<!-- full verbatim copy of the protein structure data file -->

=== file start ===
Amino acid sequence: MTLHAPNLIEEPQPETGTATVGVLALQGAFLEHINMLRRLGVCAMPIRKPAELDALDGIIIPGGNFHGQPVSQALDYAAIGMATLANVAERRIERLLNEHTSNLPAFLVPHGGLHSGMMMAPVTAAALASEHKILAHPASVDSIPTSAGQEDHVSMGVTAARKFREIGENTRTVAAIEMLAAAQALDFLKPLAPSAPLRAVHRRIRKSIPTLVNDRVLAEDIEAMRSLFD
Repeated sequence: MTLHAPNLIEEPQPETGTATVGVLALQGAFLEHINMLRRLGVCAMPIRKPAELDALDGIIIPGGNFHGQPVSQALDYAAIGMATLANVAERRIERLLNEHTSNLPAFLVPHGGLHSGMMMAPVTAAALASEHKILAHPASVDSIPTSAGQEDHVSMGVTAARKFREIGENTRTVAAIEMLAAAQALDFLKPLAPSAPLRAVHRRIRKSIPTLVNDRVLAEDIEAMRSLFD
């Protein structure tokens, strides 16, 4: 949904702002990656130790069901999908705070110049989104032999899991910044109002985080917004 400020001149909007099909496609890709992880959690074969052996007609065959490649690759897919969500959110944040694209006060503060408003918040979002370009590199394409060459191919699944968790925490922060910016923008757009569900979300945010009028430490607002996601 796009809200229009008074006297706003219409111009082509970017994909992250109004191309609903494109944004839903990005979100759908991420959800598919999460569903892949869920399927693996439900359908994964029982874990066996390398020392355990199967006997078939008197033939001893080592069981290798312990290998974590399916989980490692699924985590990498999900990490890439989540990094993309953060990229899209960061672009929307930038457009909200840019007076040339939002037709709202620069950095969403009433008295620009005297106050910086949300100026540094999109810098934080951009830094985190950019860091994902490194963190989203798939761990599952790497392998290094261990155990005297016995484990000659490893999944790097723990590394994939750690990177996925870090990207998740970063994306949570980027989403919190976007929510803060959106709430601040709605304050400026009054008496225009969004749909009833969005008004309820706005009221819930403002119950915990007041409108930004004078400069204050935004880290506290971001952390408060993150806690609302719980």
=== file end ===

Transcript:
Amino acid sequence: MTLHAPNLIEEPQPETGTATVGVLALQGAFLEHINMLRRLGVCAMPIRKPAELDALDGIIIPGGNFHGQPVSQALDYAAIGMATLANVAERRIERLLNEHTSNLPAFLVPHGGLHSGMMMAPVTAAALASEHKILAHPASVDSIPTSAGQEDHVSMGVTAARKFREIGENTRTVAAIEMLAAAQALDFLKPLAPSAPLRAVHRRIRKSIPTLVNDRVLAEDIEAMRSLFD
Repeated sequence: MTLHAPNLIEEPQPETGTATVGVLALQGAFLEHINMLRRLGVCAMPIRKPAELDALDGIIIPGGNFHGQPVSQALDYAAIGMATLANVAERRIERLLNEHTSNLPAFLVPHGGLHSGMMMAPVTAAALASEHKILAHPASVDSIPTSAGQEDHVSMGVTAARKFREIGENTRTVAAIEMLAAAQALDFLKPLAPSAPLRAVHRRIRKSIPTLVNDRVLAEDIEAMRSLFD
């Protein structure tokens, strides 16, 4: 949904702002990656130790069901999908705070110049989104032999899991910044109002985080917004 400020001149909007099909496609890709992880959690074969052996007609065959490649690759897919969500959110944040694209006060503060408003918040979002370009590199394409060459191919699944968790925490922060910016923008757009569900979300945010009028430490607002996601 796009809200229009008074006297706003219409111009082509970017994909992250109004191309609903494109944004839903990005979100759908991420959800598919999460569903892949869920399927693996439900359908994964029982874990066996390398020392355990199967006997078939008197033939001893080592069981290798312990290998974590399916989980490692699924985590990498999900990490890439989540990094993309953060990229899209960061672009929307930038457009909200840019007076040339939002037709709202620069950095969403009433008295620009005297106050910086949300100026540094999109810098934080951009830094985190950019860091994902490194963190989203798939761990599952790497392998290094261990155990005297016995484990000659490893999944790097723990590394994939750690990177996925870090990207998740970063994306949570980027989403919190976007929510803060959106709430601040709605304050400026009054008496225009969004749909009833969005008004309820706005009221819930403002119950915990007041409108930004004078400069204050935004880290506290971001952390408060993150806690609302719980």